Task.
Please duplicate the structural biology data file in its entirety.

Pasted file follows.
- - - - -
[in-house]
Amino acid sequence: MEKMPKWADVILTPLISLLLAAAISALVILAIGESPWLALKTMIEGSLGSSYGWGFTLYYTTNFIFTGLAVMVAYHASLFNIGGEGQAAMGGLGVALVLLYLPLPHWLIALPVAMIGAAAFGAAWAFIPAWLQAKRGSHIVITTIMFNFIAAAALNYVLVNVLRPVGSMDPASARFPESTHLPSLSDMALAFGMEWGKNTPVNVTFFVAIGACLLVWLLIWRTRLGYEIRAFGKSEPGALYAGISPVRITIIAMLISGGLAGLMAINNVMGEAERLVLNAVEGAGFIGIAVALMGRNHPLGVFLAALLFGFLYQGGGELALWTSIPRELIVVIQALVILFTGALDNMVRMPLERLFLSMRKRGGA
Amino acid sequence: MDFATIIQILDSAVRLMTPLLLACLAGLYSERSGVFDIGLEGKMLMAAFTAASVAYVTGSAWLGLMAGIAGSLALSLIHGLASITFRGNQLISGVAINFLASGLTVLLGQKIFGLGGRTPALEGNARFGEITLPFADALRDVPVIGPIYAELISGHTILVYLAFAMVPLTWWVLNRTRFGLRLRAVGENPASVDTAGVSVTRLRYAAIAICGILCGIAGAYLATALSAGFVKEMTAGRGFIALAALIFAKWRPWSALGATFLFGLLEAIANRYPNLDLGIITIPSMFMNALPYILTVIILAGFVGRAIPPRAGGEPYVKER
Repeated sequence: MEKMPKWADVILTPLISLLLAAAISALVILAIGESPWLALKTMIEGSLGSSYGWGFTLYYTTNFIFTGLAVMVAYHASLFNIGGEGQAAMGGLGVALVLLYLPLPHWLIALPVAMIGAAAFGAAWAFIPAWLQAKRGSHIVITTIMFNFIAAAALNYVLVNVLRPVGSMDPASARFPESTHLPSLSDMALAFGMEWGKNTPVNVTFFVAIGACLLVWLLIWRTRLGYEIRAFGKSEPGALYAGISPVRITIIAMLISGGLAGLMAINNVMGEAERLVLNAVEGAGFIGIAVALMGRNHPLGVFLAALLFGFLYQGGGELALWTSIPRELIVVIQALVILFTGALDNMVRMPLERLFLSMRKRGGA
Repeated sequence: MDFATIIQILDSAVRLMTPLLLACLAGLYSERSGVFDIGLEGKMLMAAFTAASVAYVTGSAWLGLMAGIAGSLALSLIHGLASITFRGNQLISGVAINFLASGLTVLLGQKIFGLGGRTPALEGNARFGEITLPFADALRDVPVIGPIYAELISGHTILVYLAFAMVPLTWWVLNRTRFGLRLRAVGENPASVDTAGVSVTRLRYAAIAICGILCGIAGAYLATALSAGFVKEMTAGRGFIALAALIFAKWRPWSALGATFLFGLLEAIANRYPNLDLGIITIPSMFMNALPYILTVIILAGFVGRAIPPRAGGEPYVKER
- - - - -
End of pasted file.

[in-house]
Amino acid sequence: MEKMPKWADVILTPLISLLLAAAISALVILAIGESPWLALKTMIEGSLGSSYGWGFTLYYTTNFIFTGLAVMVAYHASLFNIGGEGQAAMGGLGVALVLLYLPLPHWLIALPVAMIGAAAFGAAWAFIPAWLQAKRGSHIVITTIMFNFIAAAALNYVLVNVLRPVGSMDPASARFPESTHLPSLSDMALAFGMEWGKNTPVNVTFFVAIGACLLVWLLIWRTRLGYEIRAFGKSEPGALYAGISPVRITIIAMLISGGLAGLMAINNVMGEAERLVLNAVEGAGFIGIAVALMGRNHPLGVFLAALLFGFLYQGGGELALWTSIPRELIVVIQALVILFTGALDNMVRMPLERLFLSMRKRGGA
Amino acid sequence: MDFATIIQILDSAVRLMTPLLLACLAGLYSERSGVFDIGLEGKMLMAAFTAASVAYVTGSAWLGLMAGIAGSLALSLIHGLASITFRGNQLISGVAINFLASGLTVLLGQKIFGLGGRTPALEGNARFGEITLPFADALRDVPVIGPIYAELISGHTILVYLAFAMVPLTWWVLNRTRFGLRLRAVGENPASVDTAGVSVTRLRYAAIAICGILCGIAGAYLATALSAGFVKEMTAGRGFIALAALIFAKWRPWSALGATFLFGLLEAIANRYPNLDLGIITIPSMFMNALPYILTVIILAGFVGRAIPPRAGGEPYVKER
Repeated sequence: MEKMPKWADVILTPLISLLLAAAISALVILAIGESPWLALKTMIEGSLGSSYGWGFTLYYTTNFIFTGLAVMVAYHASLFNIGGEGQAAMGGLGVALVLLYLPLPHWLIALPVAMIGAAAFGAAWAFIPAWLQAKRGSHIVITTIMFNFIAAAALNYVLVNVLRPVGSMDPASARFPESTHLPSLSDMALAFGMEWGKNTPVNVTFFVAIGACLLVWLLIWRTRLGYEIRAFGKSEPGALYAGISPVRITIIAMLISGGLAGLMAINNVMGEAERLVLNAVEGAGFIGIAVALMGRNHPLGVFLAALLFGFLYQGGGELALWTSIPRELIVVIQALVILFTGALDNMVRMPLERLFLSMRKRGGA
Repeated sequence: MDFATIIQILDSAVRLMTPLLLACLAGLYSERSGVFDIGLEGKMLMAAFTAASVAYVTGSAWLGLMAGIAGSLALSLIHGLASITFRGNQLISGVAINFLASGLTVLLGQKIFGLGGRTPALEGNARFGEITLPFADALRDVPVIGPIYAELISGHTILVYLAFAMVPLTWWVLNRTRFGLRLRAVGENPASVDTAGVSVTRLRYAAIAICGILCGIAGAYLATALSAGFVKEMTAGRGFIALAALIFAKWRPWSALGATFLFGLLEAIANRYPNLDLGIITIPSMFMNALPYILTVIILAGFVGRAIPPRAGGEPYVKER